10 May 2017
Around the world in five
Here’s a round-up of five developments and news stories from key international education markets.
Why Germany educates international students for free
In Germany, international student numbers have risen about 30 percent since 2012. In most countries, this would mean lots of extra cash from hefty tuition fees but, in Germany, students famously learn for free, regardless of where they come from. With international students making up nearly one in 10 students, why does the country choose to pass up tuition from other countries’ young people?
UK aims to double number of students going abroad by 2020
Universities UK International has updated its strategy to boost outward mobility, which includes doubling the number of students who go abroad during their degree to 13.2% of total enrolments by 2020. In 2014/15, 6.6% of full-time, first degree, undergraduate, UK-domiciled students undertook an international placement. The strategy outlines six objectives to achieve the goal, such as building capacity to facilitate outward mobility, sharing best practice, and providing a collective voice for the sector.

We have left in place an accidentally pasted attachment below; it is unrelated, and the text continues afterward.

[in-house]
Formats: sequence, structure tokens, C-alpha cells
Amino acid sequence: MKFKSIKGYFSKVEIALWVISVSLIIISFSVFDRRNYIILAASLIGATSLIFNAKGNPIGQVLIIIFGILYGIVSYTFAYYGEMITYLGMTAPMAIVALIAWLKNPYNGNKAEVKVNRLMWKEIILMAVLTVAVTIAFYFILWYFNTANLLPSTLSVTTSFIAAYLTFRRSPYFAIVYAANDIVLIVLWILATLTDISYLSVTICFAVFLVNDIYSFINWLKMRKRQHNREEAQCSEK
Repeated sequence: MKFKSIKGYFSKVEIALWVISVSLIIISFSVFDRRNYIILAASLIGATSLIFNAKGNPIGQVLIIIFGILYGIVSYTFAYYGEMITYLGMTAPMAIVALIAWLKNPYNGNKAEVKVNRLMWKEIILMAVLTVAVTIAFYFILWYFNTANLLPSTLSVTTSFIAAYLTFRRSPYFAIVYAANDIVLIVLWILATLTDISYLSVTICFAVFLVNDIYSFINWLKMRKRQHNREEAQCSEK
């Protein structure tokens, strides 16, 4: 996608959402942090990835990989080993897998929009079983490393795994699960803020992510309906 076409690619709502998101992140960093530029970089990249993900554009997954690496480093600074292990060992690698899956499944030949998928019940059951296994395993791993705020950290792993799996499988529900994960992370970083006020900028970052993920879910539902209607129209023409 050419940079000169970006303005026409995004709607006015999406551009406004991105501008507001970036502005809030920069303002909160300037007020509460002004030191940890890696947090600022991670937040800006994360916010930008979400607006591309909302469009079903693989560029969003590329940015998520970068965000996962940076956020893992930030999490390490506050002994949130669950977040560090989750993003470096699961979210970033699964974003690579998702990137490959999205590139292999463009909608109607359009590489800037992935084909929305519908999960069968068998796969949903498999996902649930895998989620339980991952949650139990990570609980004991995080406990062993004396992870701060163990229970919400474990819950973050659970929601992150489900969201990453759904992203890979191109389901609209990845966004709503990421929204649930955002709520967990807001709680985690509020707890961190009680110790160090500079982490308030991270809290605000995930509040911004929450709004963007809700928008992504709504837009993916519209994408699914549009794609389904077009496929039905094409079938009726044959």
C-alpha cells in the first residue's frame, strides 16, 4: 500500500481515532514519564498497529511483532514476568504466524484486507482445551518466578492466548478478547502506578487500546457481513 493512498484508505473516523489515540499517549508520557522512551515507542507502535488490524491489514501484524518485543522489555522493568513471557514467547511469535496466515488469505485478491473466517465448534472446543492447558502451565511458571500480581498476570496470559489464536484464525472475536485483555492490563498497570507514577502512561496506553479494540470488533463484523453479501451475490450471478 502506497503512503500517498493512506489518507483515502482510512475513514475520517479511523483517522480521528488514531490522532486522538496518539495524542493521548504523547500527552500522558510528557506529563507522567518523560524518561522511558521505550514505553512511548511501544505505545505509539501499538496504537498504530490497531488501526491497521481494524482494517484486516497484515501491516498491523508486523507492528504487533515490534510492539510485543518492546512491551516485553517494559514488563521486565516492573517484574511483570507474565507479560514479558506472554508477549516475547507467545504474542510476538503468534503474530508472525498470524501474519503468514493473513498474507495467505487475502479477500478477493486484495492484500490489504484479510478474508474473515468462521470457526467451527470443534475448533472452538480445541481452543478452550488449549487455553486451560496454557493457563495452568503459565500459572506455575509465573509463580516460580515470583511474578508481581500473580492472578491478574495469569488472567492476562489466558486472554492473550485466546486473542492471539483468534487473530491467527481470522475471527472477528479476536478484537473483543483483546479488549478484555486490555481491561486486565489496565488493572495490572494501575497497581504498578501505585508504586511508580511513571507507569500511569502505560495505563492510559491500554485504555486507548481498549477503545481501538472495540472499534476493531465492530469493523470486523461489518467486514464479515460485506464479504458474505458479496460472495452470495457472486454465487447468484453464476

IIE’s tips to welcome international students
IIE’s team of experts has pulled together 11 actions to make international students feel welcome. These include using your institution’s social media to share specific messages about your campus; enlisting international students and alumni as ambassadors to reach out to newly admitted students; sending periodic updates about issues of concern such as safety and visas; highlighting student associations and re-examining your print and online materials to make sure they represent the diversity and welcoming nature of your campus.
Vocational training drains State budget
For many years, thousands of billion đồng have been invested in many vocational secondary schools or technical high schools nationwide. However, many remain idle due to poor student enrolment. Đào Ngọc Dung, Minister of Labour, Invalids and Social Affairs, admitted that a key reason for the situation is poor planning, saying schools have been built without conducting a survey of the market demand, and failing to meet the actual needs of the country.
IIT heads are worried about the quality of India’s engineers
A number of directors from Indian Institutes of Technology (IIT) are concerned over the employability of the millions of engineers in the country. The rapid growth of India’s IT industry in the 1990s and 2000s saw thousands of low-quality engineering colleges pop up as an alternative to the IITs, which are notoriously hard to get into. However, without proper training or access to the right curricula, only a quarter of India’s engineers are employable. Experts say what’s needed is education with a more practical and relevant approach to learning.